Archive for the ‘suffering’ Category

Psalm 76:10
Surely the wrath of man shall praise you;
the remnant of wrath you will put on like a belt

The devil blows the fire and melts the iron, and then the Lord fashions it for his own purposes. Let men and devils rage as they may, they cannot do otherwise than subserve the divine purposes.

source: Charles Spurgeon, The Treasury of David Commentary on Psalm 76:10

Read Full Post »

It was the enraptured Rutherford who could shout in the midst of serious and painful trials, "Praise God for the hammer, the file and the furnace."

The hammer is a useful tool, but the nail, if it had feeling and intelligence, could present another side of the story. For the nail knows the hammer only as an opponent, a brutal, merciless enemy who lives to pound it into submission, to beat it down out of sight and clinch it into place. That is the nail’s view of the hammer, and it is accurate except for one thing: The nail forgets that both it and the hammer are servants of the same workman. Let the nail but remember that the hammer is held by the workman and all resentment toward it will disappear. The carpenter decides whose head shall be beaten next and what hammer shall be used in the beating. That is his sovereign right. When the nail has surrendered to the will of the workman and has gotten a little glimpse of his benign plans for its future it will yield to the hammer without complaint.

The file is more painful still, for its business is to bite into the soft metal, scraping and eating away the edges till it has shaped the metal to its will. Yet the file has, in truth, no real will in the matter, but serves another master as the metal also does. It is the master and not the file that decides how much shall be eaten away, what shape the metal shall take, and how long the painful filing shall continue. Let the metal accept the will of the master and it will not try to dictate when or how it shall be filed.

As for the furnace, it is the worst of all. Ruthless and savage, it leaps at every combustible thing that enters it and never relaxes its fury till it has reduced it all to shapeless ashes. All that refuses to burn is melted to a mass of helpless matter, without will or purpose of its own. When everything is melted that will melt and all is burned that will burn, then and not till then the furnace calms down and rests from its destructive fury.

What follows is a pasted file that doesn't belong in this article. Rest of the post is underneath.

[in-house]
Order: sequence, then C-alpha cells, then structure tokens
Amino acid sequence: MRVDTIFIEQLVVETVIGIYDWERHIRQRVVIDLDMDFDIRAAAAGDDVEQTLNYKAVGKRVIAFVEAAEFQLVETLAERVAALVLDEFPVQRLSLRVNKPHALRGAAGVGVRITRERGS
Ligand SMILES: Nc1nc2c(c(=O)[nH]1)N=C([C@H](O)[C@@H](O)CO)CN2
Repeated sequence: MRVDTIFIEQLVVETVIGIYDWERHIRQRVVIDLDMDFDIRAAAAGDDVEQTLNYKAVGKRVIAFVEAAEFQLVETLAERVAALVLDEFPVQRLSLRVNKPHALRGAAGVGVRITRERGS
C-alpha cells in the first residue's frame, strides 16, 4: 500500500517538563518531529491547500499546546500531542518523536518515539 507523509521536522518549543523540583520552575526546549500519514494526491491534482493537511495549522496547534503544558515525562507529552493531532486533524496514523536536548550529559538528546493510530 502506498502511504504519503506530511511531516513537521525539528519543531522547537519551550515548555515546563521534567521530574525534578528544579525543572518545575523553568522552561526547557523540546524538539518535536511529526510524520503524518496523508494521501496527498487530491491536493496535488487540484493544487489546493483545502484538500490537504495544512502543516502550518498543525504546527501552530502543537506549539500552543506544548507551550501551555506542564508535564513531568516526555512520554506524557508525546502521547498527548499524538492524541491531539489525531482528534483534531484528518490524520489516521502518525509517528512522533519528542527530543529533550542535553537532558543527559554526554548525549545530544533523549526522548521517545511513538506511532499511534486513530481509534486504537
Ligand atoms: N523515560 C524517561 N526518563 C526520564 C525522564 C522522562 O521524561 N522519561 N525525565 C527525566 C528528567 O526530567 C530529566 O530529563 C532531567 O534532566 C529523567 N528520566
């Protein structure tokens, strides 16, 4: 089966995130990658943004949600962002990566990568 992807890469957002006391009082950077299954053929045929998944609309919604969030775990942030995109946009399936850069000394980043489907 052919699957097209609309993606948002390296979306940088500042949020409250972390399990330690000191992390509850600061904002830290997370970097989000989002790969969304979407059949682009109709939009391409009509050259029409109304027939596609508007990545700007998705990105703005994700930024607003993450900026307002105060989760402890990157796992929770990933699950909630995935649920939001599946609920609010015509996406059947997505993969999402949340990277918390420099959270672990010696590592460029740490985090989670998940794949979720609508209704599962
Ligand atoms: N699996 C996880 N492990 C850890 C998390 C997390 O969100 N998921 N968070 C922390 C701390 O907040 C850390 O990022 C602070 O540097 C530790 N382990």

With all this known to him, how could Rutherford find it in his heart to praise God for the hammer, the file and the furnace? The answer is simply that he loved the Master of the hammer, he adored the Workman who wielded the file, he worshiped the Lord who heated the furnace for the everlasting blessing of His children. He had felt the hammer till its rough beatings no longer hurt; he had endured the file till he had come actually to enjoy its bitings; he had walked with God in the furnace so long that it had become as his natural habitat. That does not overstate the facts. His letters reveal as much.

Such doctrine as this does not find much sympathy among Christians in these soft and carnal days. …

It is doubtful whether God can bless a man greatly until He has hurt him deeply.

* Samuel Rutherford (1600? – 1661) was a Puritan Scottish Presbyterian theologian and author, and was was one of the Scottish Commissioners to the Westminster Assembly. He is best known for his Letters. The quote above comes from a letter to Robert Gordon of Knockbrex dated 1st January 1637 and titled ‘Benefit of Affliction’ .

Read Full Post »

Broken Bone Hymns

In his psalm of repentance after his sin against God, Bathsheba, and Uriah, David writes this provocative little prayer, “Let the bones that you have broken rejoice.” … “Broken bones” is a physical word picture for the pain of redemption.

It’s time for each of us to embrace, teach, and encourage others with the broken-bone theology

… if you’ve ever prayed that God would be near you and would do what he has promised in and for you, then resist the temptation to doubt his goodness in the middle of your moment of stress. It’s time for you and me to stop thinking that we are going through difficulty because Satan is winning or God is punishing us. If you are God’s child and you humbly recognize and admit that the battle with sin still rages in your heart, then tell yourself that those difficulties are the sure sign of his rescuing and redemptive love.